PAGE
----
Created on 20-04-2008 at 00:00 AM
As he meandered across the confetti-strewn turf at the Olympic stadium for the last time, alone with himself and his thoughts, Oliver Kahn was a world away from the moment at twenty minutes to eleven when he was the sole focus of attention, receiving the DFB Cup from Federal President Horst Köhler and hoisting it into the Berlin night sky.
”I’m feeling a pleasant mixture of sadness and joy, because I know it was my last final, but I’m certainly enjoying it all at the moment,” he declared. The 2-1 win over brave Borussia Dortmund handed Kahn a sixth Cup winners’ medal, more than any other player in German football history.
Magnet for celebrations
Luca Toni was the obvious match-winner with both the goals for his side, but Kahn’s contribution to the victory was nevertheless immense. With the score at 1-1, he turned away a Florian Kringe piledriver with the kind of magnificent save only a handful of keepers could even contemplate, hurling himself to the foot of his left-hand upright and turning the awkward bouncing ball round the post.
”Olli gave a great display. He was really strong in a difficult phase when we were under pressure. He was especially commanding in the air, he caught and held crosses which weren’t always easy to deal with. He gave the team an incredibly solid base,” general manager Uli Hoeneß remarked afterwards.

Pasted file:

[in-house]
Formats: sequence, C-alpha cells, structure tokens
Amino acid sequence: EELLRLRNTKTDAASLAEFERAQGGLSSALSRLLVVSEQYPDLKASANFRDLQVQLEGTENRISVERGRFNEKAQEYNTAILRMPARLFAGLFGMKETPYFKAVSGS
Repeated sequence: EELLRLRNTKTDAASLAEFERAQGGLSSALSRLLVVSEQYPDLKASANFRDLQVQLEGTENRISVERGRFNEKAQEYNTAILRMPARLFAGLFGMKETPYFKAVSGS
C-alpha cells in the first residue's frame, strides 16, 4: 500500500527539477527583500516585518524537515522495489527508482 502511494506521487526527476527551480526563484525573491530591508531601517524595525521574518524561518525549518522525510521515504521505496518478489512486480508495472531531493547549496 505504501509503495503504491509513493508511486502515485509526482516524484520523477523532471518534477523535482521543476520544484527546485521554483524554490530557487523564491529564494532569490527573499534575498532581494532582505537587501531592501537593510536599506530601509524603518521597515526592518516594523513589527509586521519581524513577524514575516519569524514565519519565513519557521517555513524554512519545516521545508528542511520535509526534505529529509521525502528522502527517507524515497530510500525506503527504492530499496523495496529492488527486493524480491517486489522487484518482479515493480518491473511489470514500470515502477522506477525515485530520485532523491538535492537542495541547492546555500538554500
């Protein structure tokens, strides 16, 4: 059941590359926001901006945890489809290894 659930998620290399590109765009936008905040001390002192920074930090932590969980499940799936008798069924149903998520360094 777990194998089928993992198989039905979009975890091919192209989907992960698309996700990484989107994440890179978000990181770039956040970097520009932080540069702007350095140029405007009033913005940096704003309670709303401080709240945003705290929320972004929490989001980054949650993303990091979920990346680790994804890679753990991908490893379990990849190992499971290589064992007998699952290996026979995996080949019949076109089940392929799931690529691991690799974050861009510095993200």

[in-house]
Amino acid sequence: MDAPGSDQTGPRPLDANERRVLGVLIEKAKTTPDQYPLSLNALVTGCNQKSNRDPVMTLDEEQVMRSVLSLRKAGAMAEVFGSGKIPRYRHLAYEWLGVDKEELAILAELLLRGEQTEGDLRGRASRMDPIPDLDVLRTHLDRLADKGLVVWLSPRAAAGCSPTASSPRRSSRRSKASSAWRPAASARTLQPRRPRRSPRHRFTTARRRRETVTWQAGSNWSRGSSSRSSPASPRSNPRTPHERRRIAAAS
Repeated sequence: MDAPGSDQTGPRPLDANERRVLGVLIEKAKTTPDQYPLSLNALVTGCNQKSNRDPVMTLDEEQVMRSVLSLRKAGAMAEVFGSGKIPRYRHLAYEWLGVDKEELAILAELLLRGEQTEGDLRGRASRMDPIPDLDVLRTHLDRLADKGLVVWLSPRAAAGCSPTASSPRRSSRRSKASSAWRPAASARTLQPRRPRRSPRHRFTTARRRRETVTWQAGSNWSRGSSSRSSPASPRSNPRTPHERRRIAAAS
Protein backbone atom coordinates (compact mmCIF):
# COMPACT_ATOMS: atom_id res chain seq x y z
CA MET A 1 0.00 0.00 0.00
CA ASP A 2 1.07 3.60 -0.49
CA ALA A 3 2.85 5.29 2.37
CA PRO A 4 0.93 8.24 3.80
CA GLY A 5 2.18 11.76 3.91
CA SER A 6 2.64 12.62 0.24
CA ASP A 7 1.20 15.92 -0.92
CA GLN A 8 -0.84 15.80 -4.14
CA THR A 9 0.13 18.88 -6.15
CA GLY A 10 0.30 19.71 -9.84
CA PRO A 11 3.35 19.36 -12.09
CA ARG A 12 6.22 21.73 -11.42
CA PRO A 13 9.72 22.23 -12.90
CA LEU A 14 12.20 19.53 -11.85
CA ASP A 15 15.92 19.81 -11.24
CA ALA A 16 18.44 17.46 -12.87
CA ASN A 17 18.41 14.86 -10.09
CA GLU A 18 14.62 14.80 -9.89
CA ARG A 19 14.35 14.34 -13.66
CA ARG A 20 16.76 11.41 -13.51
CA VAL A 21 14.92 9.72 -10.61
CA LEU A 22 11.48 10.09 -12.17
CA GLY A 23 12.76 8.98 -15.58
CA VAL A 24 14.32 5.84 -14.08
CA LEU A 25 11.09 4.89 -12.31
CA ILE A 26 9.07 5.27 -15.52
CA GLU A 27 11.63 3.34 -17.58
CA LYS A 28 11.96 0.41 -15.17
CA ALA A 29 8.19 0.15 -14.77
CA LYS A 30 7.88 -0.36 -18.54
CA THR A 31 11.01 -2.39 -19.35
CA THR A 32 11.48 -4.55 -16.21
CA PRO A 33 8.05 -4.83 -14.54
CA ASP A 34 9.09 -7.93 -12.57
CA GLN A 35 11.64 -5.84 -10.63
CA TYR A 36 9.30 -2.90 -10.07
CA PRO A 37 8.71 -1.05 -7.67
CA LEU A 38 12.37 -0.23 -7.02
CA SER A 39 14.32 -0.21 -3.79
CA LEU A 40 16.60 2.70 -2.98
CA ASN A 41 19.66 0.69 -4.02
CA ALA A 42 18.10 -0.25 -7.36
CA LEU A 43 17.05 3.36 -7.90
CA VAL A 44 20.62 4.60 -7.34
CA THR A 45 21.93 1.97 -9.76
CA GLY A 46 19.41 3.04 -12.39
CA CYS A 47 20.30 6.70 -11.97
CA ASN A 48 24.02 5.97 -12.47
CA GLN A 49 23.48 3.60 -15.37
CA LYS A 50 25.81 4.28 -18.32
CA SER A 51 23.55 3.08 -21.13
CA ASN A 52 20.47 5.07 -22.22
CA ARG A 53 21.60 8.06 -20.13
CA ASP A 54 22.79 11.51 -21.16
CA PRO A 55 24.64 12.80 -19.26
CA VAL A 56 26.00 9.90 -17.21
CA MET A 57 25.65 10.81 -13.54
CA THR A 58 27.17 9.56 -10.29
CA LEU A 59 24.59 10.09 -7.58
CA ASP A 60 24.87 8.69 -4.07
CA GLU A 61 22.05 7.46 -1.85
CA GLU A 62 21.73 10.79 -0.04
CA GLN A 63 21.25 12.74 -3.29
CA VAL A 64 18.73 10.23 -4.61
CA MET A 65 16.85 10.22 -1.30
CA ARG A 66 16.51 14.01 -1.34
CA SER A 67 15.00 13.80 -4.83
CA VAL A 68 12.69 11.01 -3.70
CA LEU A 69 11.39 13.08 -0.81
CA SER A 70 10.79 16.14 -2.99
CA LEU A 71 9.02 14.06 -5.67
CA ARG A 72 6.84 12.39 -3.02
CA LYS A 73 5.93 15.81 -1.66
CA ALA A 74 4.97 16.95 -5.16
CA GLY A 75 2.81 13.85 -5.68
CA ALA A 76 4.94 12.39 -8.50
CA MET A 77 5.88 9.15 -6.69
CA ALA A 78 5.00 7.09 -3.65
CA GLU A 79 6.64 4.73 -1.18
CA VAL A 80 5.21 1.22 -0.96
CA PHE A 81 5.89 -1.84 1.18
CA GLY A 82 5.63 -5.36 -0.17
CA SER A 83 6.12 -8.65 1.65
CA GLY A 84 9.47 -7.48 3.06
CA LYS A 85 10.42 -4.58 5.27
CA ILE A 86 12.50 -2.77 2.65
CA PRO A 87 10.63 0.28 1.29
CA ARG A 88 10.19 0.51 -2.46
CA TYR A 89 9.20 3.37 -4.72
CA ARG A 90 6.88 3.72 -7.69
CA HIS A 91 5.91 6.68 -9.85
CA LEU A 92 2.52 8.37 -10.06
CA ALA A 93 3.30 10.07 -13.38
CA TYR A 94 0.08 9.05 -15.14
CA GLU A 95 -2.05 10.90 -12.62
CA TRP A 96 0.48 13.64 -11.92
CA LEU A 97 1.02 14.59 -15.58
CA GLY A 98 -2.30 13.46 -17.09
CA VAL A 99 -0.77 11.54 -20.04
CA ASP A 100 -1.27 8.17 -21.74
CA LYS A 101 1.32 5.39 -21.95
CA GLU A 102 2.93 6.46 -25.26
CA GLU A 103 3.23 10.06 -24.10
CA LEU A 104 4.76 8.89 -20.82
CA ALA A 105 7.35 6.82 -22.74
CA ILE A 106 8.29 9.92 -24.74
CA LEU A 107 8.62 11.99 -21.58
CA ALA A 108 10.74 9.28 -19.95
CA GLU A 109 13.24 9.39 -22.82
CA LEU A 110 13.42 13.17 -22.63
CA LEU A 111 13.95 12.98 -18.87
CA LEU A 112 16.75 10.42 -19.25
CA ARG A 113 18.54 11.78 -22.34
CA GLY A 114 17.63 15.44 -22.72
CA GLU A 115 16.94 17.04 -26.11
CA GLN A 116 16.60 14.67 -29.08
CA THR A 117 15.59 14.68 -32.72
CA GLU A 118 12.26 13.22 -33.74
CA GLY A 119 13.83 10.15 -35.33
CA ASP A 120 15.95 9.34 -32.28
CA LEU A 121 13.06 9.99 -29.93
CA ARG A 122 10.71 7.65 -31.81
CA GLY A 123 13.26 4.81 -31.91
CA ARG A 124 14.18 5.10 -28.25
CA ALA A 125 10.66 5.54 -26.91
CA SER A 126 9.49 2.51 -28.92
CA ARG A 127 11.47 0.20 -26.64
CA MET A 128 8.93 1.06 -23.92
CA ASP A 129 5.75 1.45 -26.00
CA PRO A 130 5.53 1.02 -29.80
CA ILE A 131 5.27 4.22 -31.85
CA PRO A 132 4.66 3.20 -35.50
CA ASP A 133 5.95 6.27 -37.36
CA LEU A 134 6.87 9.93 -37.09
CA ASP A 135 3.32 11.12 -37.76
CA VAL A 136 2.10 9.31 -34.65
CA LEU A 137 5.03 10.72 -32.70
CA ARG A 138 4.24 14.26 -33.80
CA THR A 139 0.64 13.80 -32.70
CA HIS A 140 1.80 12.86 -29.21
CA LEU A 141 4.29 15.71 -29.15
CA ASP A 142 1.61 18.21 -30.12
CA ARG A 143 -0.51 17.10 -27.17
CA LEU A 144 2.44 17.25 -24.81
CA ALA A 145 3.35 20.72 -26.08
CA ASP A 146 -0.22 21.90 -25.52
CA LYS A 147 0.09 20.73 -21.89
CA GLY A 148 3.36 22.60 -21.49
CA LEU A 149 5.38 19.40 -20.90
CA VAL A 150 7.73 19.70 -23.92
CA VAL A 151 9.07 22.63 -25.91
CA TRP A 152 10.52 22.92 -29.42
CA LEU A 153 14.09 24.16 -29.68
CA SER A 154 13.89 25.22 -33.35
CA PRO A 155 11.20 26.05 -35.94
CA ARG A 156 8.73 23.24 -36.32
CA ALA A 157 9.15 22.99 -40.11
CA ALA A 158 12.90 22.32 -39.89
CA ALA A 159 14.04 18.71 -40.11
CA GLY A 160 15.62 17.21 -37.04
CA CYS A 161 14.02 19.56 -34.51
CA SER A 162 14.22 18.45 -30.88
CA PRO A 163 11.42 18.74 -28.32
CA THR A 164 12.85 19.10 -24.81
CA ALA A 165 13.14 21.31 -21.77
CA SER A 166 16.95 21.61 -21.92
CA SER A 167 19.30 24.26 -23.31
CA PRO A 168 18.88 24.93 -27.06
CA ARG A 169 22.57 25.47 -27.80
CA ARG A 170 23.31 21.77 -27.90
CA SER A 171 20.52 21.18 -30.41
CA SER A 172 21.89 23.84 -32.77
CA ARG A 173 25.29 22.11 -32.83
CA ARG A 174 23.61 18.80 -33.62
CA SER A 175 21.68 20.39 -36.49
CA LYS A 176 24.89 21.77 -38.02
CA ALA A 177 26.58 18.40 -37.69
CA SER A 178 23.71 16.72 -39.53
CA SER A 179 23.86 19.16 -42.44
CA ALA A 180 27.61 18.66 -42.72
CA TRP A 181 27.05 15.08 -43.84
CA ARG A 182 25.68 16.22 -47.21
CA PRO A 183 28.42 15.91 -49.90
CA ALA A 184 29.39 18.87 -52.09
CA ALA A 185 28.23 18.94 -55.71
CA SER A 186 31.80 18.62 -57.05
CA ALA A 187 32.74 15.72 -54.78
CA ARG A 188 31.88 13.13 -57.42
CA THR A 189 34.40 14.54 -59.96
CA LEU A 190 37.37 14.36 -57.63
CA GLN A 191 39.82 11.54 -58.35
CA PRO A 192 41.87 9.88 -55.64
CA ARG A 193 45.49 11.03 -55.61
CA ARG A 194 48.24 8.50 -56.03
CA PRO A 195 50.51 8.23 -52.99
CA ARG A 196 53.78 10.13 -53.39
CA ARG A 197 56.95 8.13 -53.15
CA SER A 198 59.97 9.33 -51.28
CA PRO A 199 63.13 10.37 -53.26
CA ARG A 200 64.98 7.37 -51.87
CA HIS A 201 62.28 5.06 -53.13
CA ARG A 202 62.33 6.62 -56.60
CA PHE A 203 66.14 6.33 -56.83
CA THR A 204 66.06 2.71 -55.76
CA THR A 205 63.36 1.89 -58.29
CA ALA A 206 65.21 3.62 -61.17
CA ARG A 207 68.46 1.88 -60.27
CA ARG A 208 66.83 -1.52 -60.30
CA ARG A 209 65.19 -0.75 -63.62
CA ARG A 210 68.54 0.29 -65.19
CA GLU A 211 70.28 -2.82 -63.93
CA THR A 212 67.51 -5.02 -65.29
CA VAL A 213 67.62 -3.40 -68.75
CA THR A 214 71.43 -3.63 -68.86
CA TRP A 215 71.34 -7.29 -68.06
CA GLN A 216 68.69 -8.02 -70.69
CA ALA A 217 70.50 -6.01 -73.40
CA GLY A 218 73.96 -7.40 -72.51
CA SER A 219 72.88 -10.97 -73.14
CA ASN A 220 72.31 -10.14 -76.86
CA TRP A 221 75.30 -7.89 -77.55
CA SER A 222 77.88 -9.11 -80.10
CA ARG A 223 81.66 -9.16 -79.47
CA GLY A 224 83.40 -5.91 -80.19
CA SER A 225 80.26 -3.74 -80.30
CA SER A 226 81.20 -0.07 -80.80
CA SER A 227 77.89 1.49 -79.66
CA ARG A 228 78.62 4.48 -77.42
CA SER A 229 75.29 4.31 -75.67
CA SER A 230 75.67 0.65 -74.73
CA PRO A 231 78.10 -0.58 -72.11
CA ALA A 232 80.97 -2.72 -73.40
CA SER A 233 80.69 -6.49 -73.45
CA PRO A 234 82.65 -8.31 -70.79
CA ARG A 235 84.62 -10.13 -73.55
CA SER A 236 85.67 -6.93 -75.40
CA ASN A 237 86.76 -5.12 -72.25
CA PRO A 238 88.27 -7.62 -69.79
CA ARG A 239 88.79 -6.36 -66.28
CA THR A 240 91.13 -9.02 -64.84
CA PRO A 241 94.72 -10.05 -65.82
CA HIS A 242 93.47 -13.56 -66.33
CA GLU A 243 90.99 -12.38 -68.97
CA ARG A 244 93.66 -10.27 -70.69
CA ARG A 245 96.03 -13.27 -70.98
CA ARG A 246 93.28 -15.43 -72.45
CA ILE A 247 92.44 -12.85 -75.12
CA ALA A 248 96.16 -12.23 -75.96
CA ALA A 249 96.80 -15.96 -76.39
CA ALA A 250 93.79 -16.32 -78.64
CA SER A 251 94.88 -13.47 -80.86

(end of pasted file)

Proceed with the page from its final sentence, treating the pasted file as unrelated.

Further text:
Rummenigge joins chorus of praise
Kahn was the first to receive his team-mates’ wild congratulations at the final whistle. Ottmar Hitzfeld also made a bee-line for the man who has served him for so long in the Bayern goal. The pair spent the entire period before the presentation ceremony deep in intimate conversation. “We each add something to the other,” Hitzfeld publicly mused recently.
Chairman Karl-Heinz Rummenigge had already praised Kahn in the highest tones before the match. “We’ve had plenty of outstanding players, Steffan Effenberg, Lothar Matthäus, but for our sporting and public image, Kahn has always been the most important. He personifies this club’s genetic make-up.“ Having Bayern genes means winning trophies, and then going out and winning some more.
First part of treble?
Saturday’s win means Kahn has lost only one of his seven DFB Cup final appearances, a penalty shoot-out defeat to Werder Bremen in 1999 just a few days after the Champions League nightmare against Manchester United in Barcelona. “We’d have won that match with our eyes closed if we hadn’t lost the Champions League final beforehand,” Kahn maintains.
This summer, Kahn will finally and irrevocably hang up his proverbial gloves, “and there comes a point where you’re glad it’s over,“ he reflected. However, he is determined to mount the victory podium two more times: on the last day of the Bundesliga season to receive the championship shield, and on 14 May in Manchester after the UEFA Cup final.